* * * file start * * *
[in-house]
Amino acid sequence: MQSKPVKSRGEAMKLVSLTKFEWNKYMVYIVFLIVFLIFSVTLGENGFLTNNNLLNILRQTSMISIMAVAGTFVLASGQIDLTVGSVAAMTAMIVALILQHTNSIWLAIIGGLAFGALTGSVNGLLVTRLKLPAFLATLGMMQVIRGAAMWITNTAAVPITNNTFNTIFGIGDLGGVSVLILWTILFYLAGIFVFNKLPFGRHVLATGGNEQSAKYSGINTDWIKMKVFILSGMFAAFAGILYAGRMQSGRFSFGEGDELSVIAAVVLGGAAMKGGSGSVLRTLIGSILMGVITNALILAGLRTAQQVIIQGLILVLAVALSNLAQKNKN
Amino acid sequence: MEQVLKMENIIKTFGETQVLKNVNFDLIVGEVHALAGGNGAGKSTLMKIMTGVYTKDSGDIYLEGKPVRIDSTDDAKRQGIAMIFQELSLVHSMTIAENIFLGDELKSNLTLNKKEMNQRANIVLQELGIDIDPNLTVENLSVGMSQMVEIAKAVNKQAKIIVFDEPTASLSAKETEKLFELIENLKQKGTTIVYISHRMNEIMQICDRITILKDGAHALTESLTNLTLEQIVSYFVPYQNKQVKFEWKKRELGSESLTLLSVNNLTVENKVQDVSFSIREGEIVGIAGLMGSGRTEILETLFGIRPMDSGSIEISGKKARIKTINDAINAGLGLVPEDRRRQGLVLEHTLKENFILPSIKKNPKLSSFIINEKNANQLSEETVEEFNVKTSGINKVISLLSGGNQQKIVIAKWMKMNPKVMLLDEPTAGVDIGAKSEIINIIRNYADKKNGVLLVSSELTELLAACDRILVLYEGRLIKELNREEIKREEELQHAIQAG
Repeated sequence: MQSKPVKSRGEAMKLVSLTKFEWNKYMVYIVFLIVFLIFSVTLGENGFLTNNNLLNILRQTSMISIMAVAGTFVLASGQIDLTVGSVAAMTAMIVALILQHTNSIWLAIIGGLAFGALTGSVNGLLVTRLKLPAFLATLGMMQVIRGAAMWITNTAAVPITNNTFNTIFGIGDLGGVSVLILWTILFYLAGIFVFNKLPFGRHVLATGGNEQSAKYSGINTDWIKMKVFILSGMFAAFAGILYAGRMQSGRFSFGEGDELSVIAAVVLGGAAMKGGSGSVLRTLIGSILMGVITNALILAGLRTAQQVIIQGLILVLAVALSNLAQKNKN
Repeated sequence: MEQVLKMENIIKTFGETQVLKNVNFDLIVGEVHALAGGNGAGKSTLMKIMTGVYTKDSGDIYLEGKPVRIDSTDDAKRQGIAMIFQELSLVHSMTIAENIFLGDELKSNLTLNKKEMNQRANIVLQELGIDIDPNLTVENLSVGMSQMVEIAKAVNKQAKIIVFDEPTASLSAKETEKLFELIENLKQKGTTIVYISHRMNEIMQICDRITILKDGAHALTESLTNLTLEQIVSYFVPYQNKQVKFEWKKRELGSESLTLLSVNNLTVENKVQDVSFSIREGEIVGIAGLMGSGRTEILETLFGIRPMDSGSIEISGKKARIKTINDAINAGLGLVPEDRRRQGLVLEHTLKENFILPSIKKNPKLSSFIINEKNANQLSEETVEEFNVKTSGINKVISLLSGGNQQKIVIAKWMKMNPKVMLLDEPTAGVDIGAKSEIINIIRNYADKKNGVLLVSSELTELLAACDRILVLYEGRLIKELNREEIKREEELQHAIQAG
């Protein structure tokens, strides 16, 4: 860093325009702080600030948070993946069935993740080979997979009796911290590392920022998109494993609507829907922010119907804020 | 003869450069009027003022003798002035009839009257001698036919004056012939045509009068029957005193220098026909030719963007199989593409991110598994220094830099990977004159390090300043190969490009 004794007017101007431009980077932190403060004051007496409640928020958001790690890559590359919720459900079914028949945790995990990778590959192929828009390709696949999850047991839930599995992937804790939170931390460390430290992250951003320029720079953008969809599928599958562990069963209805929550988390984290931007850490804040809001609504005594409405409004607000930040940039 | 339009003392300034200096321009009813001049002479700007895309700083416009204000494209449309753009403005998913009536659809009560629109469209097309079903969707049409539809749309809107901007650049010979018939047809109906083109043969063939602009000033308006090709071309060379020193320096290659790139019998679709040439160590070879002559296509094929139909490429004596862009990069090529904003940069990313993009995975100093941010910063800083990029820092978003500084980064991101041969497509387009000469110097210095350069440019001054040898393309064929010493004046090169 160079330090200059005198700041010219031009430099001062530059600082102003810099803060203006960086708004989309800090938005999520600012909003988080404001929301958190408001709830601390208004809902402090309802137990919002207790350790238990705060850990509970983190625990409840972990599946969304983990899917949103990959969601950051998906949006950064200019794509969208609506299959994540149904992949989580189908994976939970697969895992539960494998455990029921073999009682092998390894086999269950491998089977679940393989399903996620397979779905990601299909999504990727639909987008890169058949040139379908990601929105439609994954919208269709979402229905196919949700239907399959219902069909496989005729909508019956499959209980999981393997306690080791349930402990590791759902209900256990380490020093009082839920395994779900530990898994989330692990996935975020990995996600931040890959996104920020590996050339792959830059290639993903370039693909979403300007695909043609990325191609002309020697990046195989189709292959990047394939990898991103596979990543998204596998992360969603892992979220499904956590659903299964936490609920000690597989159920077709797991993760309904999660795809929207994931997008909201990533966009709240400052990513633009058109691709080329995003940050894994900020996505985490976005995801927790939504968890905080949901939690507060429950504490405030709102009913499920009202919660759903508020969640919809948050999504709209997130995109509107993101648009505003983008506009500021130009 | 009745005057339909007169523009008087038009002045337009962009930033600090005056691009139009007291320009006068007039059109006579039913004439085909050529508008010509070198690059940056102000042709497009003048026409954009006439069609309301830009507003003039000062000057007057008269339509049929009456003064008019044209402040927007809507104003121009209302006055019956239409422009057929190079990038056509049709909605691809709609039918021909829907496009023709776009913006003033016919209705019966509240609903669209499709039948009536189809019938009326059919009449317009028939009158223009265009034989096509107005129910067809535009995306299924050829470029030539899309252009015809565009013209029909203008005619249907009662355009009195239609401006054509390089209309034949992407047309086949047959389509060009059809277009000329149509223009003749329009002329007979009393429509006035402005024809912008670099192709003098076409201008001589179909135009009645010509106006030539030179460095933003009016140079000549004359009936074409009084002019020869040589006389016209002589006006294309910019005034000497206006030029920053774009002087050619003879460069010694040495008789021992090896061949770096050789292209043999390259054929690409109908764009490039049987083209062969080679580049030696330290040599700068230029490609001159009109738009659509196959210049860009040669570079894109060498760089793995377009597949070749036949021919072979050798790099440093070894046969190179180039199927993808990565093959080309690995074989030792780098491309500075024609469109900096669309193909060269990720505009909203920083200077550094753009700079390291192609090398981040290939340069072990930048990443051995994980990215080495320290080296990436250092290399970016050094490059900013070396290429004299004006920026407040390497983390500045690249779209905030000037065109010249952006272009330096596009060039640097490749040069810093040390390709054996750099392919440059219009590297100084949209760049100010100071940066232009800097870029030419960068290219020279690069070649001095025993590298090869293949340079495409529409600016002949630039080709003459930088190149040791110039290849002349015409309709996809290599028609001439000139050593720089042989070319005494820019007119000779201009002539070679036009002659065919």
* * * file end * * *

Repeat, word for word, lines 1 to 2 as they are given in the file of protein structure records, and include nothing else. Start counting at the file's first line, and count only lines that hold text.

[in-house]
Amino acid sequence: MQSKPVKSRGEAMKLVSLTKFEWNKYMVYIVFLIVFLIFSVTLGENGFLTNNNLLNILRQTSMISIMAVAGTFVLASGQIDLTVGSVAAMTAMIVALILQHTNSIWLAIIGGLAFGALTGSVNGLLVTRLKLPAFLATLGMMQVIRGAAMWITNTAAVPITNNTFNTIFGIGDLGGVSVLILWTILFYLAGIFVFNKLPFGRHVLATGGNEQSAKYSGINTDWIKMKVFILSGMFAAFAGILYAGRMQSGRFSFGEGDELSVIAAVVLGGAAMKGGSGSVLRTLIGSILMGVITNALILAGLRTAQQVIIQGLILVLAVALSNLAQKNKN